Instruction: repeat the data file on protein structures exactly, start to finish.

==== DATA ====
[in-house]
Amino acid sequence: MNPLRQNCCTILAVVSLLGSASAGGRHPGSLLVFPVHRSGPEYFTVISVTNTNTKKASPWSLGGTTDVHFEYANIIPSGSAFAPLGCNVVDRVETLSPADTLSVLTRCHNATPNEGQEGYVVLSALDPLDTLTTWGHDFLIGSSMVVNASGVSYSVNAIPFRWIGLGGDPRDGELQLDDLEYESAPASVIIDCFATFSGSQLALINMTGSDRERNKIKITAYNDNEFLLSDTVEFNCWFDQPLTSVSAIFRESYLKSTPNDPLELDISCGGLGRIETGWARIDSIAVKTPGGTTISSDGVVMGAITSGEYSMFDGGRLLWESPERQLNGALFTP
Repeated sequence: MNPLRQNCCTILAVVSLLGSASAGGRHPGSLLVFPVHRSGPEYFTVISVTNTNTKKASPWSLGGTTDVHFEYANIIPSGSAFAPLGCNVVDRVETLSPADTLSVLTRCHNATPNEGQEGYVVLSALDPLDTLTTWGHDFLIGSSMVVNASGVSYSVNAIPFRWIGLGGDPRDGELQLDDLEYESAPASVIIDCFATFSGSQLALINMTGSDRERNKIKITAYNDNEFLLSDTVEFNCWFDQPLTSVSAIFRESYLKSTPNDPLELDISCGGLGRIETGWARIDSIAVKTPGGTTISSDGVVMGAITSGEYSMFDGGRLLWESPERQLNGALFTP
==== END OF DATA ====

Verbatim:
[in-house]
Amino acid sequence: MNPLRQNCCTILAVVSLLGSASAGGRHPGSLLVFPVHRSGPEYFTVISVTNTNTKKASPWSLGGTTDVHFEYANIIPSGSAFAPLGCNVVDRVETLSPADTLSVLTRCHNATPNEGQEGYVVLSALDPLDTLTTWGHDFLIGSSMVVNASGVSYSVNAIPFRWIGLGGDPRDGELQLDDLEYESAPASVIIDCFATFSGSQLALINMTGSDRERNKIKITAYNDNEFLLSDTVEFNCWFDQPLTSVSAIFRESYLKSTPNDPLELDISCGGLGRIETGWARIDSIAVKTPGGTTISSDGVVMGAITSGEYSMFDGGRLLWESPERQLNGALFTP
Repeated sequence: MNPLRQNCCTILAVVSLLGSASAGGRHPGSLLVFPVHRSGPEYFTVISVTNTNTKKASPWSLGGTTDVHFEYANIIPSGSAFAPLGCNVVDRVETLSPADTLSVLTRCHNATPNEGQEGYVVLSALDPLDTLTTWGHDFLIGSSMVVNASGVSYSVNAIPFRWIGLGGDPRDGELQLDDLEYESAPASVIIDCFATFSGSQLALINMTGSDRERNKIKITAYNDNEFLLSDTVEFNCWFDQPLTSVSAIFRESYLKSTPNDPLELDISCGGLGRIETGWARIDSIAVKTPGGTTISSDGVVMGAITSGEYSMFDGGRLLWESPERQLNGALFTP